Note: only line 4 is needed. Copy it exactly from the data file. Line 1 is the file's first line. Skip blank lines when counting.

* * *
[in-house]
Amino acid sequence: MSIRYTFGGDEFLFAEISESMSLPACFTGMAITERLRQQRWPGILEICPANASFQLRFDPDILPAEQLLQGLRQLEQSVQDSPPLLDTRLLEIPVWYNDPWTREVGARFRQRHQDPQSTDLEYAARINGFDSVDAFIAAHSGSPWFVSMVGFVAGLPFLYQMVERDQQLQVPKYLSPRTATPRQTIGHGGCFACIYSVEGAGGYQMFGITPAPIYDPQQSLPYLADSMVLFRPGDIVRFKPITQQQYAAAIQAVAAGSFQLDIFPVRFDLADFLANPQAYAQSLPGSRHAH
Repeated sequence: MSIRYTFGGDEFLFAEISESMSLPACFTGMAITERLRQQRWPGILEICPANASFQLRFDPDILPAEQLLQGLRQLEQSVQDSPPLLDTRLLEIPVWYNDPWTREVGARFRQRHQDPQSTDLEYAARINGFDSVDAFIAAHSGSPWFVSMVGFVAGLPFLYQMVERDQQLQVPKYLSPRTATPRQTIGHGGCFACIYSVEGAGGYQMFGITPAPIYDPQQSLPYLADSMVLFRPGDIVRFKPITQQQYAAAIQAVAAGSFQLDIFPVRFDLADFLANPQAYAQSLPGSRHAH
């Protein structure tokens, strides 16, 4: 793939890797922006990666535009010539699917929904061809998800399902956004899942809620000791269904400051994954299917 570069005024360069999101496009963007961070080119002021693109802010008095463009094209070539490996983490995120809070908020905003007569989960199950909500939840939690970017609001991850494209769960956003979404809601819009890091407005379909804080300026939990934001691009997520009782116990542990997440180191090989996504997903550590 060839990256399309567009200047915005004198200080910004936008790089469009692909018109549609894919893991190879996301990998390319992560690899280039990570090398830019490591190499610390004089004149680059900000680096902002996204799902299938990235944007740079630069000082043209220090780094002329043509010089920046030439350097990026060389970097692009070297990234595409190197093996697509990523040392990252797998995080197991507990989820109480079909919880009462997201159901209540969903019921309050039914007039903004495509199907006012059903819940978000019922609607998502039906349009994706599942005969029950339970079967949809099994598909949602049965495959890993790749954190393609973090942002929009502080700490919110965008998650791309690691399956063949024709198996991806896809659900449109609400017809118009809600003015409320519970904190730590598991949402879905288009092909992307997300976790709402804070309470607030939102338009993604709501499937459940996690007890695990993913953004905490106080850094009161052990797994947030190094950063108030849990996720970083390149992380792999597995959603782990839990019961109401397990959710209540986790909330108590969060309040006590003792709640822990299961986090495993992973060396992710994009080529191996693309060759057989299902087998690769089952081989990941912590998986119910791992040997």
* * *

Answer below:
């Protein structure tokens, strides 16, 4: 793939890797922006990666535009010539699917929904061809998800399902956004899942809620000791269904400051994954299917 570069005024360069999101496009963007961070080119002021693109802010008095463009094209070539490996983490995120809070908020905003007569989960199950909500939840939690970017609001991850494209769960956003979404809601819009890091407005379909804080300026939990934001691009997520009782116990542990997440180191090989996504997903550590 060839990256399309567009200047915005004198200080910004936008790089469009692909018109549609894919893991190879996301990998390319992560690899280039990570090398830019490591190499610390004089004149680059900000680096902002996204799902299938990235944007740079630069000082043209220090780094002329043509010089920046030439350097990026060389970097692009070297990234595409190197093996697509990523040392990252797998995080197991507990989820109480079909919880009462997201159901209540969903019921309050039914007039903004495509199907006012059903819940978000019922609607998502039906349009994706599942005969029950339970079967949809099994598909949602049965495959890993790749954190393609973090942002929009502080700490919110965008998650791309690691399956063949024709198996991806896809659900449109609400017809118009809600003015409320519970904190730590598991949402879905288009092909992307997300976790709402804070309470607030939102338009993604709501499937459940996690007890695990993913953004905490106080850094009161052990797994947030190094950063108030849990996720970083390149992380792999597995959603782990839990019961109401397990959710209540986790909330108590969060309040006590003792709640822990299961986090495993992973060396992710994009080529191996693309060759057989299902087998690769089952081989990941912590998986119910791992040997």